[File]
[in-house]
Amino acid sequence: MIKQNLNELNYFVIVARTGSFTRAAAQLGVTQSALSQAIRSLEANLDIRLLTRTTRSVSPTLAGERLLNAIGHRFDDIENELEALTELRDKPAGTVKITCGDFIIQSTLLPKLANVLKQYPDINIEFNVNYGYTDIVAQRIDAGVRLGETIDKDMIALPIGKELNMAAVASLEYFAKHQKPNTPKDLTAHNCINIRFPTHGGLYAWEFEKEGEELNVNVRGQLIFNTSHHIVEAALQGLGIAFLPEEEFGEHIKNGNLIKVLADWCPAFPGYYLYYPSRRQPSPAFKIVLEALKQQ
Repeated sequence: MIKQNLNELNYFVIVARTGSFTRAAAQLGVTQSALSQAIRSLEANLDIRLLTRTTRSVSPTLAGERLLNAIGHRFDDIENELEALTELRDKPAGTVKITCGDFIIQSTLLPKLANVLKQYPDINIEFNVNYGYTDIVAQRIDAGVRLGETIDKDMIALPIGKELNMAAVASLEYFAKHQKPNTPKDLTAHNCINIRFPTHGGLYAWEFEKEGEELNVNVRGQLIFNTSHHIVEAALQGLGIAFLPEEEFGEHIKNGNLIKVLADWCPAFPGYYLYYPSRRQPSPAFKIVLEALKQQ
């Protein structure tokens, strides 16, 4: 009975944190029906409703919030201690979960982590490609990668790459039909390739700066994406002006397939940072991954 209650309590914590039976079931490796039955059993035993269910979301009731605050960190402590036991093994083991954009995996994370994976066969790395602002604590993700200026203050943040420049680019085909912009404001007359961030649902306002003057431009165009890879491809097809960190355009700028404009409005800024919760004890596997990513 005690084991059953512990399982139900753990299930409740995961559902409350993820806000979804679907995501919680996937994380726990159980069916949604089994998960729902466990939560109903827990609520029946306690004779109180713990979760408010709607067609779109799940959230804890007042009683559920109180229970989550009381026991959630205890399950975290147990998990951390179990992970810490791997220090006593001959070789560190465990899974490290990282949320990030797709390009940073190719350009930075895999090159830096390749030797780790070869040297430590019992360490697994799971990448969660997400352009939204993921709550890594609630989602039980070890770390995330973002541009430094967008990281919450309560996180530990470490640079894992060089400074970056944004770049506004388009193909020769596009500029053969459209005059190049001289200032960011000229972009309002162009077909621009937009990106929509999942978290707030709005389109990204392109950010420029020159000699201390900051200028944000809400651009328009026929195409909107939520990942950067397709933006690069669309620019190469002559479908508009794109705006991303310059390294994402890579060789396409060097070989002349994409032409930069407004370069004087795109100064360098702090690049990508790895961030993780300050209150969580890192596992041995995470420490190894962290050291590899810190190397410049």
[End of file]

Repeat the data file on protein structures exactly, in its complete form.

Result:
[in-house]
Amino acid sequence: MIKQNLNELNYFVIVARTGSFTRAAAQLGVTQSALSQAIRSLEANLDIRLLTRTTRSVSPTLAGERLLNAIGHRFDDIENELEALTELRDKPAGTVKITCGDFIIQSTLLPKLANVLKQYPDINIEFNVNYGYTDIVAQRIDAGVRLGETIDKDMIALPIGKELNMAAVASLEYFAKHQKPNTPKDLTAHNCINIRFPTHGGLYAWEFEKEGEELNVNVRGQLIFNTSHHIVEAALQGLGIAFLPEEEFGEHIKNGNLIKVLADWCPAFPGYYLYYPSRRQPSPAFKIVLEALKQQ
Repeated sequence: MIKQNLNELNYFVIVARTGSFTRAAAQLGVTQSALSQAIRSLEANLDIRLLTRTTRSVSPTLAGERLLNAIGHRFDDIENELEALTELRDKPAGTVKITCGDFIIQSTLLPKLANVLKQYPDINIEFNVNYGYTDIVAQRIDAGVRLGETIDKDMIALPIGKELNMAAVASLEYFAKHQKPNTPKDLTAHNCINIRFPTHGGLYAWEFEKEGEELNVNVRGQLIFNTSHHIVEAALQGLGIAFLPEEEFGEHIKNGNLIKVLADWCPAFPGYYLYYPSRRQPSPAFKIVLEALKQQ
């Protein structure tokens, strides 16, 4: 009975944190029906409703919030201690979960982590490609990668790459039909390739700066994406002006397939940072991954 209650309590914590039976079931490796039955059993035993269910979301009731605050960190402590036991093994083991954009995996994370994976066969790395602002604590993700200026203050943040420049680019085909912009404001007359961030649902306002003057431009165009890879491809097809960190355009700028404009409005800024919760004890596997990513 005690084991059953512990399982139900753990299930409740995961559902409350993820806000979804679907995501919680996937994380726990159980069916949604089994998960729902466990939560109903827990609520029946306690004779109180713990979760408010709607067609779109799940959230804890007042009683559920109180229970989550009381026991959630205890399950975290147990998990951390179990992970810490791997220090006593001959070789560190465990899974490290990282949320990030797709390009940073190719350009930075895999090159830096390749030797780790070869040297430590019992360490697994799971990448969660997400352009939204993921709550890594609630989602039980070890770390995330973002541009430094967008990281919450309560996180530990470490640079894992060089400074970056944004770049506004388009193909020769596009500029053969459209005059190049001289200032960011000229972009309002162009077909621009937009990106929509999942978290707030709005389109990204392109950010420029020159000699201390900051200028944000809400651009328009026929195409909107939520990942950067397709933006690069669309620019190469002559479908508009794109705006991303310059390294994402890579060789396409060097070989002349994409032409930069407004370069004087795109100064360098702090690049990508790895961030993780300050209150969580890192596992041995995470420490190894962290050291590899810190190397410049």